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Mother J.B., lived with her two young children (“Y.W.-B” and “N.W.-B”) and the children’s father (“Father”) in Philadelphia. In 2019, the Philadelphia Department of Human Services (“DHS”) allegedly received a general protective services report (“GPS report”) from an unidentified source alleging possible neglect by Mother. Although DHS referenced this GPS report several times at the evidentiary hearing and used it to refresh its sole witness’s recollection, it inexplicably never introduced it into evidence. The proceedings revealed the allegation suggested Mother was homeless and failed to feed one of her children during a single eight-hour period. DHS used this allegation as grounds to enter and inspect the family residence. The issue for the Pennsylvania Supreme Court's review was whether DHS established sufficient probable cause for the trial court to issue the order permitting entry into the home without consent. To this, the Court concluded DHS did not establish probable cause, and thus reversed the order of the Superior Court holding to the contrary. View "In the Interest of: N.W.-B." on Justia Law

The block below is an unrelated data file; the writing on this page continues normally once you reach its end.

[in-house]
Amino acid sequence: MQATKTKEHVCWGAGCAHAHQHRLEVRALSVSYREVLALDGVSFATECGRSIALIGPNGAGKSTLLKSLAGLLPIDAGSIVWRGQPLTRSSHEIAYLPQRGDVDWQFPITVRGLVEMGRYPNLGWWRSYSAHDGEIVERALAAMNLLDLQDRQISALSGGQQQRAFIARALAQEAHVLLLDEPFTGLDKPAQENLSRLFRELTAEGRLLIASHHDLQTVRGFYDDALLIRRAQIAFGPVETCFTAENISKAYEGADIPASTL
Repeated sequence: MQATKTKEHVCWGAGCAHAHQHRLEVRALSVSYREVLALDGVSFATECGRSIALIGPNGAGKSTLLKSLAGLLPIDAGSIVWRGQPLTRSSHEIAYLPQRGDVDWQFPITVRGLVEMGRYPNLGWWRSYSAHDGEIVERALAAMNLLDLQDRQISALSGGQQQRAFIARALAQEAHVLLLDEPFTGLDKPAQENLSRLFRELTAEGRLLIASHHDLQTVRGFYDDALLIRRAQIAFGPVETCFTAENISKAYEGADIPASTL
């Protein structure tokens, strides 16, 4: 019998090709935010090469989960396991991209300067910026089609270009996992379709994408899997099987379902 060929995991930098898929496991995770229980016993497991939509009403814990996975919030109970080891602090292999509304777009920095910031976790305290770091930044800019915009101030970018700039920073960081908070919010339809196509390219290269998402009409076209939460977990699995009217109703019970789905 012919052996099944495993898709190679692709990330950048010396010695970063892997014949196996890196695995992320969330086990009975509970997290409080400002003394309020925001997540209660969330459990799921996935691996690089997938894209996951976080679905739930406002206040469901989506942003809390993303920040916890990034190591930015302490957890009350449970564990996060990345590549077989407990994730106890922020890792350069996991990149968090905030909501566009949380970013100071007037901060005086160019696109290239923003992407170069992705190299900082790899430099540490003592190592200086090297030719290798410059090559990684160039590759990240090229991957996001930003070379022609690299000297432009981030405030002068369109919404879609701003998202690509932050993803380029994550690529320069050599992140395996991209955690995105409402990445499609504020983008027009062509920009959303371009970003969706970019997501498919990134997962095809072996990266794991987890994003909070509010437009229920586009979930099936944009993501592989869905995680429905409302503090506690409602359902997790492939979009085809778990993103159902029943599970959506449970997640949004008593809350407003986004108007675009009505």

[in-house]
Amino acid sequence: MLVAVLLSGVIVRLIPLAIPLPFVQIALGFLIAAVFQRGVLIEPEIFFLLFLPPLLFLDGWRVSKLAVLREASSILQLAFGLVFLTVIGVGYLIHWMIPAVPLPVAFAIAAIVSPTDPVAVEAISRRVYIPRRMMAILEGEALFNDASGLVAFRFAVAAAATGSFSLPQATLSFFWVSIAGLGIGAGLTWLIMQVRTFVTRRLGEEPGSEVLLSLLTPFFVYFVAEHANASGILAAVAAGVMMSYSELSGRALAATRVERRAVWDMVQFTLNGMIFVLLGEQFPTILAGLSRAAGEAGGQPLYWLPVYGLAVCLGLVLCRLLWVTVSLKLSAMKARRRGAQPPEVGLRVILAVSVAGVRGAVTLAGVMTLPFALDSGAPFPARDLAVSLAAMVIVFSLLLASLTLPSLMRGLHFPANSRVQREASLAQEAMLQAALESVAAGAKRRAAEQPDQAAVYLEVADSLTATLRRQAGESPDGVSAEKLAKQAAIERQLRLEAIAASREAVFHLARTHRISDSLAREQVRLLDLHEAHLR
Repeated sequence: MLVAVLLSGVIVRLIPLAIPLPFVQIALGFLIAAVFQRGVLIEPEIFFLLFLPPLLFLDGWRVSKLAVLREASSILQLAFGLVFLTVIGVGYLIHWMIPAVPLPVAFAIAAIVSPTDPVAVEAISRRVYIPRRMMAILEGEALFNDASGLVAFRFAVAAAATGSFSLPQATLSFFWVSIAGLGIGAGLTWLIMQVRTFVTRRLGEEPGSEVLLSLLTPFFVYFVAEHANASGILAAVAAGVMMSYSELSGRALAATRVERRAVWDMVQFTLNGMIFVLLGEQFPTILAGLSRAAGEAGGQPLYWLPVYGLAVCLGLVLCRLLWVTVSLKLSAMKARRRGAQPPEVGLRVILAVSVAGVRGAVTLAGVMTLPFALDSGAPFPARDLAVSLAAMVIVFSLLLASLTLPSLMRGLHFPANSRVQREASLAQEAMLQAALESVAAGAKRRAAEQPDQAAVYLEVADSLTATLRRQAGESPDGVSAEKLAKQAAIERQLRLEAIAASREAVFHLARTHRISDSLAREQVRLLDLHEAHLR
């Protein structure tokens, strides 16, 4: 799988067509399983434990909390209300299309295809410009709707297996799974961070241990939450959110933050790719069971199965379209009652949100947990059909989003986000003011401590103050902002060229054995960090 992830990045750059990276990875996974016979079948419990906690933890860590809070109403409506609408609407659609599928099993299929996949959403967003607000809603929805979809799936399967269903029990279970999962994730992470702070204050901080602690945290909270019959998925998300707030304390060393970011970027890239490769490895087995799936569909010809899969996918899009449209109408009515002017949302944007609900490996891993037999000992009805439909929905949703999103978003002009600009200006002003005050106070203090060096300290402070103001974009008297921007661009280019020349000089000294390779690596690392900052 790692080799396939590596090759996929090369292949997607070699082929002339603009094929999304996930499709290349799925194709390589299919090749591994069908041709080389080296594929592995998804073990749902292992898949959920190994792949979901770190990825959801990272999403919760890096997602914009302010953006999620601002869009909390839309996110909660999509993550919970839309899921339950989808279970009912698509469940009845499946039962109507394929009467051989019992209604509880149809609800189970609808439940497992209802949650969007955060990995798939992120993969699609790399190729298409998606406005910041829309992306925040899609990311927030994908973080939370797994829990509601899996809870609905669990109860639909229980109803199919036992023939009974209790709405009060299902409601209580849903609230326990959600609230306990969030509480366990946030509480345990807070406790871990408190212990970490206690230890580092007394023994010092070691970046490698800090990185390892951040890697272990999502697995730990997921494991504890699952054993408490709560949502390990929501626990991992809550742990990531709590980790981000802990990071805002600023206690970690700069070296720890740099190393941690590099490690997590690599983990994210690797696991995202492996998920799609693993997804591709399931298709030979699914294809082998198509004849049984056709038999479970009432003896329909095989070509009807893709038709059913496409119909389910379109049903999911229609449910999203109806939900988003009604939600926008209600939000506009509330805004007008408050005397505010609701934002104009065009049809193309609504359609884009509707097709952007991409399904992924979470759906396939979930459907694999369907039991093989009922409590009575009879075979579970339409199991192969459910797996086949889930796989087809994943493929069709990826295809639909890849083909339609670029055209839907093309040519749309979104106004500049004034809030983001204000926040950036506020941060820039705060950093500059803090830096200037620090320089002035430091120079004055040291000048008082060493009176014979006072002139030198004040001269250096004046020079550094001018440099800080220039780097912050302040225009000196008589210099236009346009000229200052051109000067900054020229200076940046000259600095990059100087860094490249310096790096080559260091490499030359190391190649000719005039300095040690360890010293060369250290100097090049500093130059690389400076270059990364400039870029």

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The Pennsylvania Supreme Court granted allowance of appeal to consider whether the Commonwealth Court erred in quashing the notice of appeal filed by the Family Court of the Court of Common Pleas of the First Judicial District (the Family Court) on the basis that the trial court’s order was not an appealable collateral order under Pennsylvania Rule of Appellate Procedure 313. Because the Court concluded the trial court’s order denying summary judgment on sovereign immunity grounds was a collateral order, appealable as of right under Rule 313, the Supreme Court reversed the Commonwealth Court and remanded to the Commonwealth Court for further proceedings. View "Brooks v. Cole, et al." on Justia Law